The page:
The popular phrase, “it doesn’t happen overnight” proved to be untrue when the novel coronavirus (COVID-19) hit the United States, disrupting daily life in a way few could have anticipated.
Many companies faced the hard decision to either keep their employees on the frontlines, furlough a portion of their workforce, or shut their doors completely — forcing their employees to file for unemployment. The lucky ones were able to transition to a completely remote workplace, which allowed them to maintain normal business operations while keeping their employees safe and helping reduce the spread of the virus.
In the spring and early summer of 2021, after the introduction of several vaccines for COVID-19 and with case numbers getting lower by the day, it probably seemed like a good time to develop a plan to return employees to the office if you hadn’t already.
Then came the highly contagious Delta variant, which caused case numbers to spike among people who hadn’t yet received the vaccine.
With so much uncertainty around when we’ll reach herd immunity for COVID-19, you’re probably wondering if you need to reconsider those return-to-office plans you spent the last several months working on. Unsurprisingly, the answer is not one-size-fits-all.
As a workplace that has decided to delay returning our employees to the office until further notice, here’s our take.
What's the deal with Delta?
Over the course of the pandemic, SARS-COV-2 has mutated several times as it continues to spread around the world. The latest mutation, which is now the main source of infection in the United States, is known as the Delta variant.
According to the Centers for Disease Control and Prevention External Link (CDC), the Delta variant is two times more infectious than previous variants and has spread rapidly amongst unvaccinated populations. Vaccinated individuals can still catch and spread the virus to others, but breakthrough cases are still rare. To help reduce the spread of this particular variant, the CDC recommends both doses of the vaccine — which is highly effective in preventing severe cases and hospitalization — in addition to other preventive measures previously used, including wearing masks indoors and maintaining proper social distance.
Iron out the unknowns
Before bringing your workforce back into the office, carefully consider and discuss the following questions with your leadership:
- What is the current rate of transmission in your area? How much of the local population is vaccinated?
- What percentage of your workforce has been vaccinated against COVID-19? Do you plan on requiring proof of vaccination External Link to return to work?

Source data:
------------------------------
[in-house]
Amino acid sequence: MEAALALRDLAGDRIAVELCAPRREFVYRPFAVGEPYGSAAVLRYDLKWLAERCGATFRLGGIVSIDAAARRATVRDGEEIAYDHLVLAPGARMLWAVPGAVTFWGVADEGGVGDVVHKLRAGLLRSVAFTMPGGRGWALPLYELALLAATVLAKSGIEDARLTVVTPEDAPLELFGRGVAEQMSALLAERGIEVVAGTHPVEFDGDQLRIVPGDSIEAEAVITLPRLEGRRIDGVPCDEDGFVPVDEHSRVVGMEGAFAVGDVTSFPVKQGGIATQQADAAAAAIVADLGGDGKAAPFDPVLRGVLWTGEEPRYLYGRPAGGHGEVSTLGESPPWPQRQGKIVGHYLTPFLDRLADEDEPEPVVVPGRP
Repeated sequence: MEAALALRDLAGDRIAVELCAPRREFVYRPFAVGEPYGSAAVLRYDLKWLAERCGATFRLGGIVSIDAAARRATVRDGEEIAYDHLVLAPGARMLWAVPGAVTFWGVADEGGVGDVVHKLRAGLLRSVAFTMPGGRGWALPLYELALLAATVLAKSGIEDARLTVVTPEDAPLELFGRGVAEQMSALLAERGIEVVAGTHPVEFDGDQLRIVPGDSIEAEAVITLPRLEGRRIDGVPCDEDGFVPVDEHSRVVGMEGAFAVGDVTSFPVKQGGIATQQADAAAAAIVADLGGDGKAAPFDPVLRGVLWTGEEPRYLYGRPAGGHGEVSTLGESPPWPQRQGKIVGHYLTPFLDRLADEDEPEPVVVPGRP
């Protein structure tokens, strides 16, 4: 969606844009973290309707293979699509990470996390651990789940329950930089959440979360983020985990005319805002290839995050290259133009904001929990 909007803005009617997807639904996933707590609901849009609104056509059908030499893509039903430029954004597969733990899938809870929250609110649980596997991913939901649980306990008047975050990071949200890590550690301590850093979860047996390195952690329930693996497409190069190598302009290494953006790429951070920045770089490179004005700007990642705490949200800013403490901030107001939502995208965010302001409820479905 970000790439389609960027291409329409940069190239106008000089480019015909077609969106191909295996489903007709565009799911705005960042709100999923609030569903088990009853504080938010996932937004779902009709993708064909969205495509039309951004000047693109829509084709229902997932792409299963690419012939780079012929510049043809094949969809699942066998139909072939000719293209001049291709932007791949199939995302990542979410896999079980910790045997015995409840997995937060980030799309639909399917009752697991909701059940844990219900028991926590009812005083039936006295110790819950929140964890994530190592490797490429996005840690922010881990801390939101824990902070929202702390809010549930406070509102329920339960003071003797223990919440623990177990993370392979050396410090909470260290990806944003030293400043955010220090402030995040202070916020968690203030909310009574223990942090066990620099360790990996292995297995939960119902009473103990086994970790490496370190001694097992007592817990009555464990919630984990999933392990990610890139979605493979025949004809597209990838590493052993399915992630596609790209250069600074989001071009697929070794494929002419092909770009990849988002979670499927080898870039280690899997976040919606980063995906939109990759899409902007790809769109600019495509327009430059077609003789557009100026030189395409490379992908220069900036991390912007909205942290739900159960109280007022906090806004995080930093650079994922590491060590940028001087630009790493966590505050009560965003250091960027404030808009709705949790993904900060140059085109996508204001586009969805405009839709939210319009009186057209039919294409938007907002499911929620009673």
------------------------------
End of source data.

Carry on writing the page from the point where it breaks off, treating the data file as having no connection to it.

- How have your employees responded to working remotely? Are they eager to come back External Link to the office or are they concerned about their health External Link and safety?
- Have you considered additional protective measures for employees at higher risk (i.e., employees with diabetes, cancer, autoimmune disease or high blood pressure)? Will you require those employees to work in the office or can they continue to work remotely?
- Is your workplace designed to accommodate physical distancing standards? Are your employees’ desks more than six feet apart? How else will you enforce social distancing at your workplace?
- Will you be instructing your employees to use facial coverings?
- How do you plan to keep your workplace clean and disinfected on a regular basis?
- What is your plan if one or more of your employees become infected with COVID-19?
- Are you prepared to quickly modify practices and policies based on constantly changing guidance?
Rethink your return-to-work plan
At this point in the pandemic, you've probably developed at least a basic idea or plan on how to get your employees back into the office. Now, it's probably time to rethink it External Link. While the Occupational Safety and Health Administration (OSHA) has provided comprehensive guidance External Link to help you mitigate the spread of COVID-19 in your workplace, you'll also want to heavily consider your employees' attitudes External Link about coming back to work.
The gap between your expectations and your employees' may be wider than you thought. A recent poll conducted by PricewaterhouseCoopers External Link revealed that while more than half of employees would like to work remotely at least three days a week after the pandemic, 68 percent of executives want at least three days a week of in-person work to maintain good company culture.
From your employees' perspective, the pandemic opened up a world of possibilities for full-time remote work. In fact, the majority of American workers who can do their work effectively while working full-time from home have said they'd be willing to take a 5 percent pay cut External Link to continue doing so.